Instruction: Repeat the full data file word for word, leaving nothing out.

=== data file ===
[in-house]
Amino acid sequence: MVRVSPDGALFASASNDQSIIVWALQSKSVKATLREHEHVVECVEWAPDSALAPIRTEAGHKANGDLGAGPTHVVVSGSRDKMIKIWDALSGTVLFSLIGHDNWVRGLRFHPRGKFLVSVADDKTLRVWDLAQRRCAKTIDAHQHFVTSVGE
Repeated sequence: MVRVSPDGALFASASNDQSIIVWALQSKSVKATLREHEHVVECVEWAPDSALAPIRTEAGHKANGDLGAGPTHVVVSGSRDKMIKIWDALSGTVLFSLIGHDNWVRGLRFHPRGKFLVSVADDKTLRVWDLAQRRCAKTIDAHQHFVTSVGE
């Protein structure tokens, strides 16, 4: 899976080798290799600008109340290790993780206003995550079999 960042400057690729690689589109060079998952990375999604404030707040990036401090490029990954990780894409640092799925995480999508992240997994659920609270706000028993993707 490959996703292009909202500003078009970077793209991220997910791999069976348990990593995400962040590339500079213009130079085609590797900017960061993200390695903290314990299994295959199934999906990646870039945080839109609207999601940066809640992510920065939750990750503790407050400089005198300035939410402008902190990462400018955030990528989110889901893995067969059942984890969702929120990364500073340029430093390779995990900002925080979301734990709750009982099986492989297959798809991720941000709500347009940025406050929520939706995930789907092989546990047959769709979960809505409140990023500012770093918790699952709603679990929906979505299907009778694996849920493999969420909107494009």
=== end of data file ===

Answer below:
[in-house]
Amino acid sequence: MVRVSPDGALFASASNDQSIIVWALQSKSVKATLREHEHVVECVEWAPDSALAPIRTEAGHKANGDLGAGPTHVVVSGSRDKMIKIWDALSGTVLFSLIGHDNWVRGLRFHPRGKFLVSVADDKTLRVWDLAQRRCAKTIDAHQHFVTSVGE
Repeated sequence: MVRVSPDGALFASASNDQSIIVWALQSKSVKATLREHEHVVECVEWAPDSALAPIRTEAGHKANGDLGAGPTHVVVSGSRDKMIKIWDALSGTVLFSLIGHDNWVRGLRFHPRGKFLVSVADDKTLRVWDLAQRRCAKTIDAHQHFVTSVGE
């Protein structure tokens, strides 16, 4: 899976080798290799600008109340290790993780206003995550079999 960042400057690729690689589109060079998952990375999604404030707040990036401090490029990954990780894409640092799925995480999508992240997994659920609270706000028993993707 490959996703292009909202500003078009970077793209991220997910791999069976348990990593995400962040590339500079213009130079085609590797900017960061993200390695903290314990299994295959199934999906990646870039945080839109609207999601940066809640992510920065939750990750503790407050400089005198300035939410402008902190990462400018955030990528989110889901893995067969059942984890969702929120990364500073340029430093390779995990900002925080979301734990709750009982099986492989297959798809991720941000709500347009940025406050929520939706995930789907092989546990047959769709979960809505409140990023500012770093918790699952709603679990929906979505299907009778694996849920493999969420909107494009």